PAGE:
One more start means NASCAR Trucks title for Crafton

Leave a comment

The party will have to wait one more weekend, but Matt Crafton is set to win the NASCAR Camping World Truck Series championship at Homestead-Miami Speedway after finishing fifth in last night’s CWTS race at Phoenix International Raceway.

Crafton needed to leave PIR with a 49-point advantage to officially clinch on Friday, but a fourth-place finish from Ty Dillon (second in the standings) means that Crafton will enter Homestead with a 46-point edge over Dillon.

No matter – all Crafton needs to do to lock up the driver’s title is start the Ford Ecoboost 200 in six days’ time.

Consistency has paid off for the 37-year-old California native, who has been a regular in the Trucks for more than a decade. He won at Kansas in April, but has also logged 19 Top-10 finishes in 21 races this season.

The only times he hasn’t finished in the Top-10 was an 11th-place run at Las Vegas in September and a 17th-place run at Martinsville last month.

“Just being able to sleep, that’s the coolest thing,” Crafton said in a statement. “I’m not going to lie – for the last month-and-a-half, it’s been tough.”

But Crafton and his No. 88 ThorSport Racing team will still have some business to take care of in South Florida. The No. 88 team leads in the CWTS owner’s championship, but Erik Jones’ victory in the Lucas Oil 150 at PIR kept the No. 51 Kyle Busch Motorsports entry in contention for that prize.

However, Crafton and the No. 88 have a 23-point lead in the owner’s championship and can win it at Homestead with a finish of 18th or better.

“We have one more battle on our hands and I’m confident, with what my team’s accomplished already this season, we’ll be equal to the challenge at Homestead,” Crafton said about the owners’ race.

ThorSport has already won this year’s ARCA drivers’ and owners’ championships with Frank Kimmel in the cockpit.

Toyota No. 8 car wins the 24 Hours of Le Mans for third consecutive year

24 Hours of Le Mans
JEAN-FRANCOIS MONIER/AFP via Getty Images
1 Comment

LE MANS, France — Toyota Gazoo’s No. 8 car comfortably won the 24 Hours of Le Mans by five laps Sunday to secure a third straight victory in the prestigious endurance race.

It was also a third consecutive win for Swiss driver Sebastien Buemi and Japan’s Kazuki Nakajima driving. Brendon Hartley was the other driver, having replaced two-time Formula One champion Fernando Alonso.

Buemi and Hartley sat on the side of the car as Nakajima drove toward the podium. Hartley won for a second time after tasting success with the Porsche LMP Team in 2017 before an unhappy season in Formula One.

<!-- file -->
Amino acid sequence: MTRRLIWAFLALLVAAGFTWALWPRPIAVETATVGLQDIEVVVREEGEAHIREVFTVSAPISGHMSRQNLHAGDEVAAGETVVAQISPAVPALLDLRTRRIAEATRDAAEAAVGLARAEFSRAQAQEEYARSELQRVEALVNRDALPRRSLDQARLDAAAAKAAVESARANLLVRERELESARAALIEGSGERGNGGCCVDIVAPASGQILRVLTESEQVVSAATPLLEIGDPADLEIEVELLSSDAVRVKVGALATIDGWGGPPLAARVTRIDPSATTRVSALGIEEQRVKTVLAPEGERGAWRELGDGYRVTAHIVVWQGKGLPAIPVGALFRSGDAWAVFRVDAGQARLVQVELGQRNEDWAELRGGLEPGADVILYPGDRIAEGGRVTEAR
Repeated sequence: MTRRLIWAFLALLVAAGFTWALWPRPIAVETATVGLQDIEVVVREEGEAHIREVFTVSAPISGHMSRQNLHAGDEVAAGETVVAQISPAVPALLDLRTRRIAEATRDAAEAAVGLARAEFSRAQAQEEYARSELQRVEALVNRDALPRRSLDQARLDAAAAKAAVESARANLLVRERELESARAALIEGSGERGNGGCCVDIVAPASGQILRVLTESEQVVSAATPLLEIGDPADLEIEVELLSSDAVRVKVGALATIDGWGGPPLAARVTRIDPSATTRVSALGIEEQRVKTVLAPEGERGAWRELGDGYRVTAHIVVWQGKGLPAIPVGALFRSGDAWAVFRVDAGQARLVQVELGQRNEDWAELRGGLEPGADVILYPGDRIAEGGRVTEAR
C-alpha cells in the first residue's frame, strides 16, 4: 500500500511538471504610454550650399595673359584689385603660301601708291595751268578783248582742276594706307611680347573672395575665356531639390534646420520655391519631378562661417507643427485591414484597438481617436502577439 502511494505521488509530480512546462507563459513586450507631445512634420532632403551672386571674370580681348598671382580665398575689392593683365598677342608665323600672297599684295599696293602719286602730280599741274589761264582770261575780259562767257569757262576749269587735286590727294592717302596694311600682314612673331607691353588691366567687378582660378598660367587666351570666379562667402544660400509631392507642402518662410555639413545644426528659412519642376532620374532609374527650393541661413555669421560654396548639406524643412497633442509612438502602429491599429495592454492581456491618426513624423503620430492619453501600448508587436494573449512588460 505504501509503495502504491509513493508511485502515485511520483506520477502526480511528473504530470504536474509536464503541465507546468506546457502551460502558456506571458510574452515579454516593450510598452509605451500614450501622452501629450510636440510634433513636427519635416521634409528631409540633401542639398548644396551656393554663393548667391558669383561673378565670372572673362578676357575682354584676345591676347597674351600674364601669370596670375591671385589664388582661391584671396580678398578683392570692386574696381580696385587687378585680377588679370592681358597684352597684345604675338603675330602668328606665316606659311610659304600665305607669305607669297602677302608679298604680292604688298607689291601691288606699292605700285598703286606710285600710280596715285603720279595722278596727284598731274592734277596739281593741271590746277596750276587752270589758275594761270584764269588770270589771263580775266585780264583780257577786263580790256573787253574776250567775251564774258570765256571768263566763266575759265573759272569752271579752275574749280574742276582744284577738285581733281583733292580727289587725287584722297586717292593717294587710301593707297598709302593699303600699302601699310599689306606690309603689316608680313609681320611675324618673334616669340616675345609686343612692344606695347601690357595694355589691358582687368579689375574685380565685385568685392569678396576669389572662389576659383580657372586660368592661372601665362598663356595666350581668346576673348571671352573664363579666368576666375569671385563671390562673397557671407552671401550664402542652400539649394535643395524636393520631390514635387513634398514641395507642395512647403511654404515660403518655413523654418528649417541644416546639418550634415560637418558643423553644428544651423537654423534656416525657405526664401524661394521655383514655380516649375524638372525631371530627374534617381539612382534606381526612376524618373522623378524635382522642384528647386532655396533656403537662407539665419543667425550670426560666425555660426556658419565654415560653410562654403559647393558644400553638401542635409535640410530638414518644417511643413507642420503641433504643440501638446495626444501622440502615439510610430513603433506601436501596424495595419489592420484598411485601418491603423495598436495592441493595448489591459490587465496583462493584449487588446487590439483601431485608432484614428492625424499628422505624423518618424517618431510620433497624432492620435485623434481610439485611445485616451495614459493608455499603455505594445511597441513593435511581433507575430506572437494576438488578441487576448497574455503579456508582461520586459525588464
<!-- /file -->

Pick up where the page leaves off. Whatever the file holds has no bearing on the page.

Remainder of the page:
The Swiss team’s Rebellion No. 1 featured American driver Gustavo Menezes and Brazilian Bruno Senna – the nephew of late F1 great Ayrton Senna.

It finished one lap ahead of Toyota Gazoo’s No. 7, with Rebellion’s No. 3 finishing in fourth place.

For much of the race it looked like Toyota’s No. 7 would win after leading comfortably from pole position. But late into the night the car encountered an engine problem and the 30-minute stop in the stands proved costly.

The race was first held in 1923. A total of 252,500 spectators attended in 2019, but there were none this year when the race started three months late because of the novel coronavirus (COVID-19) pandemic.

“We miss the fans,” New Zealander Hartley said. “I look forward to seeing all the fans again.”

In other divisions:

United Autosports won the LMP2 division with the entry of Filipe Albuquerque, Paul Di Resta and Phil Hanson.

–In LMGTE Pro, the victory was claimed by Aston Martin Vantage AMR of Maxime Martin, Alex Lynn and Harry Tincknell (who drives for Mazda in the DPi division of IMSA).

–TF Sport won the LMGTE Am class.

The Toyota No. 7 took pole after former F1 driver Kamui Kobayashi narrowly edged out the Rebellion No. 1 team in qualifying.

In damp and humid conditions Mike Conway got away cleanly from the start, while Senna held off Buemi.

After nearly seven hours, Toyota’s No. 8 fell back after a 10-minute stop in the stands to fix a brake-cooling problem on Kazuki Nakajima’s car. Rebellion’s No. 1, driven by Frenchman Norman Nato, took advantage to move into second place behind Toyota’s No. 7.

Then came the decisive moment at 2:40 a.m. as the No. 7 – also featuring Argentine Jose Maria Lopez – encountered a turbo problem. When the car came back out it was back in fourth.

“We had a few problems early in the race,” Nakajima said. “Later they had a bigger issue than us.”

Rebellion’s No. 1 encountered a problem on the hood at around 9 a.m. and the change took six minutes, allowing the Rebellion No. 3 (Nathanael Berthon-Louis Deletraz-Romain Dumas) to close the gap.

It was becoming a tight battle between the two Rebellion cars behind Toyota’s No. 8.

At 12 p.m. Rebellion No. 3 with Dumas behind the wheel was only one second ahead of No. 1 driven by Menezes. Then both cars came in for a driver change with Deletraz swapping for Dumas on a lengthy stop, and Nato for Menezes as Rebellion No. 1 suddenly moved ahead of its team rival.

Dumas, a winner in 2016 with Porsche, appeared unhappy at the strategy decision to bring his car in first and the length of the stop. There were tense explanations in the team garage.

Colombian Tatiana Calderon, an F1 test driver with Alfa Romeo, was in the Richard Mille Racing Team in the LMP2 category. She was joined by German Sophia Florsch – an F3 driver – and Dutchwoman Beitske Visser. They placed ninth out of 24 in their category.